Apr 262019
 

In the Spotlight showcases a cross-section of an artist’s cover work. View past installments, then post suggestions for future picks in the comments!

Mandy Patinkin

You know Mandy Patinkin best for playing the part of Inigo Montoya in The Princess Bride, or you may know him best as a regular on Showtime’s Homeland. If you fall in either of those camps, you may not know that Patinkin is a living legend in the musical theater world. He created the role of Georges Seurat in Sunday in the Park with George, and he won a Best Actor Tony for his performance as Che in Evita. He’s performed on Broadway over the course of five decades. And, as you can imagine, he knows his way around a cover song.

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Apr 122019
 

In the Spotlight showcases a cross-section of an artist’s cover work. View past installments, then post suggestions for future picks in the comments!

Scott Walker

When Scott Walker passed away last month, the pieces written in tribute to his work mentioned the splash he made with the Walker Brothers, the Jacques Brel influence in his first few solo records, and his move into avant-garde music. One era of his was rarely mentioned – the early ’70s, which Walker described as his “wilderness years.” Adrift with little to say, dealing with drug and alcohol issues, pressured by his label to put out product, Walker lapsed into a series of albums that focused on covers of pop songs. The albums sold poorly, the critics were unkind, and Walker was content for them to stay out of print when the CD era arrived.

Here’s the thing – when you have a voice and a talent like Walker’s, you can’t help but lift the songs you sing to a better place. Many’s the person who said they would listen to Scott Walker singing the phone book, and songs from the likes of Burt Bacharach, Gordon Lightfoot, and Bill Withers are already several steps past 202-727-9099.
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Mar 262019
 

In the Spotlight showcases a cross-section of an artist’s cover work. View past installments, then post suggestions for future picks in the comments!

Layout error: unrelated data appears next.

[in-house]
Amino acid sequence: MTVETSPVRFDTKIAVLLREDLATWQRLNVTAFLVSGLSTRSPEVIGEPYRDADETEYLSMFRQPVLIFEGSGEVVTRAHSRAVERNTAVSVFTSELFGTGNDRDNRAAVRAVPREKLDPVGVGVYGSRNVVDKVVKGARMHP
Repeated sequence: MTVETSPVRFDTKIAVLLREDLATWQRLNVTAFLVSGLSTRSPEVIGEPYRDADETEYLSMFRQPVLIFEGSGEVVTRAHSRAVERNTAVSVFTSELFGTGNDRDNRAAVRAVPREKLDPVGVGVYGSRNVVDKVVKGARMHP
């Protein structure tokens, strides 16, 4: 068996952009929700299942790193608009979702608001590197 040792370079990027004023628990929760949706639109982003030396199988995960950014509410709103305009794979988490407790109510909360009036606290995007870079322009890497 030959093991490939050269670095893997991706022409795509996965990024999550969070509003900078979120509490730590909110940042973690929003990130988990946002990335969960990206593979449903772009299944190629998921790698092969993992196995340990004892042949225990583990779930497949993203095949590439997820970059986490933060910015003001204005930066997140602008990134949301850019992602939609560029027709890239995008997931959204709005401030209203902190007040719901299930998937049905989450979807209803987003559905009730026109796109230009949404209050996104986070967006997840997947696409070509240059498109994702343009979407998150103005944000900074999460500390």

the zombies cover songs

Few Americans born after the decade might know it, but the British Invasion of the mid-1960s was a watershed. If it was sparked by a single musical appearance—the Beatles’ epochal performance on The Ed Sullivan Show on the evening of February 9, 1964—it was much more than a mere moment of mass hysteria. Long before there was an internet to shrink the globe down to seeming pocket size, and years before the term “underground” would become a marketing angle, the British Invasion was an atomic thunderclap, linking the youth cultures of the US and the UK and stoking what would become a global furnace of musical and cultural ferment.

The Beatles may have initiated the British Invasion, but they were far from the only game in town. The Zombies may have been one of the least-known bands of the British Invasion, but in their afterlife they would grow to become one of the best-loved.

This year, at long last, the Zombies will be inducted into the Rock & Roll Hall of Fame. Though their latter-day fame largely rests upon their final LP, Odessey and Oracle, long before its release they learned their trade the old-fashioned way: By covering other artists’ songs.
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Mar 252019
 

In the Spotlight showcases a cross-section of an artist’s cover work. View past installments, then post suggestions for future picks in the comments!

def leppard covers

It seems like just yesterday. I was listening to the radio, when a song by a previously unheard-of band from Britain – who apparently didn’t know how to spell their own name – came on and my eleven-year-old mind was blown! And while this may sound like a scenario during the height of Beatlemania, this was 1983. This was Def Leppard!

Before I continue, I am not stating that Def Leppard is the Beatles of my generation. However, their album Pyromania was my first purchase, which changed the way I listened to music forever. I am ecstatic that they will be inducted into the Rock and Roll Hall of Fame this year.  I spent some time during my winter break re-listening to all of Def Leppard’s covers. And even though it was difficult, I was able pick my personal Top Five.
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Mar 152019
 

Despite the controversy surrounding the Best Picture-winning film Green Book, the movie might actually be the best thing to ever happen to the legacy of pianist Don Shirley. Though Shirley’s relatives have objected to the way Shirley was portrayed in the film, before its release his life and music had been largely lost to history.

As of this writing, his biography on Allmusic.com is only one paragraph. Many of his albums don’t even have track listings on the site. The website AllAboutJazz.com lists him twice, both times in articles about the film. In the jazz and popular music encyclopedias at two local libraries, I only found one reference to him, a single small paragraph in The Biographical Encyclopedia of Jazz.

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Nov 302018
 

In the Spotlight showcases a cross-section of an artist’s cover work. View past installments, then post suggestions for future picks in the comments!

Whiterhorse

Whitehorse has had a pretty darn good 2018. Their 2017 album Panther in the Dollhouse was nominated for a Juno for Adult Alternative Album of the Year. They recorded two new albums: A Whitehorse Winter Classic, released earlier this month, and The Northern South Vol.2, which comes out in January. We premiered their cover of Slim Harpo’s “Baby, Scratch My Back,” and also learned about some of the favorite covers of Luke Doucet and Melissa McClelland, the husband and wife that make up the band. Continue reading »